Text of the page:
"Here the Madonna appears as the Queen of the Heavenly host, in a brilliant glory of countless angel heads, standing on the clouds, with the Eternal Son in her arms; St. Sixtus and St. Barbara kneel at the sides. Both of them seem to connect the picture with the real spectators. A curtain, drawn back, encloses the picture on each side: underneath is a light parapet, on which two beautiful boy-angels lean. The Madonna is the one of the most wonderful creations of Raphael's pencil: she is at once the exalted and blessed woman of whom the Saviour was born, and the tender earthly Virgin, whose pure and humble nature was esteemed worthy of so great a destiny. . . . The Child, enthroned in her arms, rests naturally, but not listlessly, and looks down upon the world with a serious expression. . . . The eye is with difficulty disenchanted from the deep impressions produced by these two figures; so as to rest upon the grandeur and dignity of the Pope, the lowly devotion of St. Barbara, and the cheerful innocence of the two angel children. This is a rare example of Raphael's later time, executed entirely by his own hand. No design, no study of the subject for the guidance of a scholar, no old engraving, after such a study, has ever come to light. . . ." [P. 11.]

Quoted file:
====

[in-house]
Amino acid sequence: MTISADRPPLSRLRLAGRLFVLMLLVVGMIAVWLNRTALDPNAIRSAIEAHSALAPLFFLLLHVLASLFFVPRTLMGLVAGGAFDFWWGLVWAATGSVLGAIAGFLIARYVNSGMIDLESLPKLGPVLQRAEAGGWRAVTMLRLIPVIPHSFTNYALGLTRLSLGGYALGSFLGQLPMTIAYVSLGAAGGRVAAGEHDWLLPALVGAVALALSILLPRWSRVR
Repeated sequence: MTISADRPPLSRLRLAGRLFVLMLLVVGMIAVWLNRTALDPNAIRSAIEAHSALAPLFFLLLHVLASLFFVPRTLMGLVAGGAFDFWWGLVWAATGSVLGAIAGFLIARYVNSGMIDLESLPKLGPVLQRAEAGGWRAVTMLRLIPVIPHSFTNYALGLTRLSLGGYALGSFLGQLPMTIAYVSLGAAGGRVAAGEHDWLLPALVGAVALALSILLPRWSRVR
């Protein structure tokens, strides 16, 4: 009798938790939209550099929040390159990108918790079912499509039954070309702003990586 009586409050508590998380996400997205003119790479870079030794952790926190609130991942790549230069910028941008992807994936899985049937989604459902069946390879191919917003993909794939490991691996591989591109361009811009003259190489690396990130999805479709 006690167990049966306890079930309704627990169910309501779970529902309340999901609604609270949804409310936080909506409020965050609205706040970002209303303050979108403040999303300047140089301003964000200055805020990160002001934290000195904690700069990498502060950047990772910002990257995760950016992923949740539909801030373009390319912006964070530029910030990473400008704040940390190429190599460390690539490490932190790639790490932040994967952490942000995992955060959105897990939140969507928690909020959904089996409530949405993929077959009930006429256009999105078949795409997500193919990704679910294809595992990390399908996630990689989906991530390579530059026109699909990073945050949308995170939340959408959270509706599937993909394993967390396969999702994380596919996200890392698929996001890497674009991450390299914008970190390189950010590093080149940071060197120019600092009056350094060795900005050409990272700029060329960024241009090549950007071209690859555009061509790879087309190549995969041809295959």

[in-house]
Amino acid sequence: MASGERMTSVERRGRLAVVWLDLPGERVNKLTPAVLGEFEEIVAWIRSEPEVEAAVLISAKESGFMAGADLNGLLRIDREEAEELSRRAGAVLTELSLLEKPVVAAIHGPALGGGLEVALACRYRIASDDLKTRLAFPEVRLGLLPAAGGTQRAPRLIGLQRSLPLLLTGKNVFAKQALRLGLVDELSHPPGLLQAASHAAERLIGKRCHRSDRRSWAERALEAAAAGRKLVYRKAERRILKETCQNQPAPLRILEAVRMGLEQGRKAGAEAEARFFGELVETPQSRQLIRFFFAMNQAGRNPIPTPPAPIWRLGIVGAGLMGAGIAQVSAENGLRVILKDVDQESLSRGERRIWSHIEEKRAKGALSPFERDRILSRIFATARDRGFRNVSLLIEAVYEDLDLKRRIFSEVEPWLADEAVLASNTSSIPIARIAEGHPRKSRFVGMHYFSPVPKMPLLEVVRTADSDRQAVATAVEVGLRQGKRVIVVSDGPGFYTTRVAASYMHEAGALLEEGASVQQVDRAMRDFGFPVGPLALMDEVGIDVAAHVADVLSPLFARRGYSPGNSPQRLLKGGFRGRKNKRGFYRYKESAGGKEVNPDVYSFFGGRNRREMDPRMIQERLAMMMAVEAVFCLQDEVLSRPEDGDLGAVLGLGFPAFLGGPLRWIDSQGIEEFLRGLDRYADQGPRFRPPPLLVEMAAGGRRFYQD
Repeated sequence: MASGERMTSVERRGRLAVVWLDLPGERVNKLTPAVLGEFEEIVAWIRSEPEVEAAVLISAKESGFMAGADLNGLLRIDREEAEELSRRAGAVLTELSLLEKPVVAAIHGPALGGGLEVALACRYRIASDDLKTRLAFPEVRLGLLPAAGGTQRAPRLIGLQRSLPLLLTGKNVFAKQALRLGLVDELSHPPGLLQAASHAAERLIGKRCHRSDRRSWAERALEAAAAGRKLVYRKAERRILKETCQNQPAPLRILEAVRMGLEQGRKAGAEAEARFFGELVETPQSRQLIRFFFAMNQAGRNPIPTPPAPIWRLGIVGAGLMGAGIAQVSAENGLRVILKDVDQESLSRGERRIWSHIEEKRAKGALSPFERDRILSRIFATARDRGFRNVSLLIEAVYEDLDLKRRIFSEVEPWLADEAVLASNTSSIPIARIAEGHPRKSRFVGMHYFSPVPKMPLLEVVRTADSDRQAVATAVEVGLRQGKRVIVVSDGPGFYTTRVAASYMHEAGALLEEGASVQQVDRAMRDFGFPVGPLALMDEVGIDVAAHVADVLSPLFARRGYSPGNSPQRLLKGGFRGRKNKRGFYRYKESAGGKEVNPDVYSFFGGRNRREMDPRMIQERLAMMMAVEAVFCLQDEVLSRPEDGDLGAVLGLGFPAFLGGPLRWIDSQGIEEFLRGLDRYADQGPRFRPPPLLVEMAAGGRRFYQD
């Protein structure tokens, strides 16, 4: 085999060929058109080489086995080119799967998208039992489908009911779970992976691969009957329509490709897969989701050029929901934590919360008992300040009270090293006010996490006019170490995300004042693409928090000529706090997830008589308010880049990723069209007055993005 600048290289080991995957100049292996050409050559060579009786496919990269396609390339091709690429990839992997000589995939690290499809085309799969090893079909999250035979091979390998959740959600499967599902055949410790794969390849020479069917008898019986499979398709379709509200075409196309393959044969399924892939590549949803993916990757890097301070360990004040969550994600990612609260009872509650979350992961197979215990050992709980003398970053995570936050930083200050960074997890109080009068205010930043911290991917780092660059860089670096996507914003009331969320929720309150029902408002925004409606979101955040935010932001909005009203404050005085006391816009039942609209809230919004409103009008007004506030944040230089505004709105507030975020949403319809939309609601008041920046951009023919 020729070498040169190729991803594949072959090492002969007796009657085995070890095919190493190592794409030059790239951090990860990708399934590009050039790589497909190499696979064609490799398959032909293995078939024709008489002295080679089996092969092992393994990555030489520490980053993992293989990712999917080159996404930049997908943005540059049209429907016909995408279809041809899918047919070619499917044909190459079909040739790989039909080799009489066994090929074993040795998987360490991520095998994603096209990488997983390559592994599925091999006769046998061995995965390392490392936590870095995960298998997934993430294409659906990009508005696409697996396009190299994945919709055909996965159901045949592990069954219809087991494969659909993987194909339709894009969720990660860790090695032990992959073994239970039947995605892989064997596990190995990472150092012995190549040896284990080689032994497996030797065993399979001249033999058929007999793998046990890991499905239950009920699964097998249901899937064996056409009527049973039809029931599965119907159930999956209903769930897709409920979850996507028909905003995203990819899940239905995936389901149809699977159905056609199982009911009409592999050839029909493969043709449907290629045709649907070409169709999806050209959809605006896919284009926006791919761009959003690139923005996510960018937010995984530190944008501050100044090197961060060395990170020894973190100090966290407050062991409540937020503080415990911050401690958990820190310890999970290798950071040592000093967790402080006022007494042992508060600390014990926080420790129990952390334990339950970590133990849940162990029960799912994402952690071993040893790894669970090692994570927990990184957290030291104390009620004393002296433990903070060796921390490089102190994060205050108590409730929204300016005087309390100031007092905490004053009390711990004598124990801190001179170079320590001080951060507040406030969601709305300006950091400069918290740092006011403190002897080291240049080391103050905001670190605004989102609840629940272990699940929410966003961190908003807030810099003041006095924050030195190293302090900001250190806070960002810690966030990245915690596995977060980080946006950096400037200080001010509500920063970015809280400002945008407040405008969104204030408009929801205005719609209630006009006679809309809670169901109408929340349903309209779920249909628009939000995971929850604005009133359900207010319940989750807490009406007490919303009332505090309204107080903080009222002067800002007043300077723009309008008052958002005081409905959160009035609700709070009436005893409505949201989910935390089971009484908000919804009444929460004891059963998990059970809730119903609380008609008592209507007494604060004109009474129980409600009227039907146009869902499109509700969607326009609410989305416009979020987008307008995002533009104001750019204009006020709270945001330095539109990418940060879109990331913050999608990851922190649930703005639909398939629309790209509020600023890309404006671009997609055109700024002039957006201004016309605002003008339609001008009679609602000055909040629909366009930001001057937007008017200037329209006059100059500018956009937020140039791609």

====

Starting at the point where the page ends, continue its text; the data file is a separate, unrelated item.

Catalogue of Paintings, Engravings, &c., &c. at the Picture Gallery of the Artists' Association and of the Maryland Historical Society. Baltimore: Printed by John D. Toy, corner of Market and St. Paul Streets. 1856.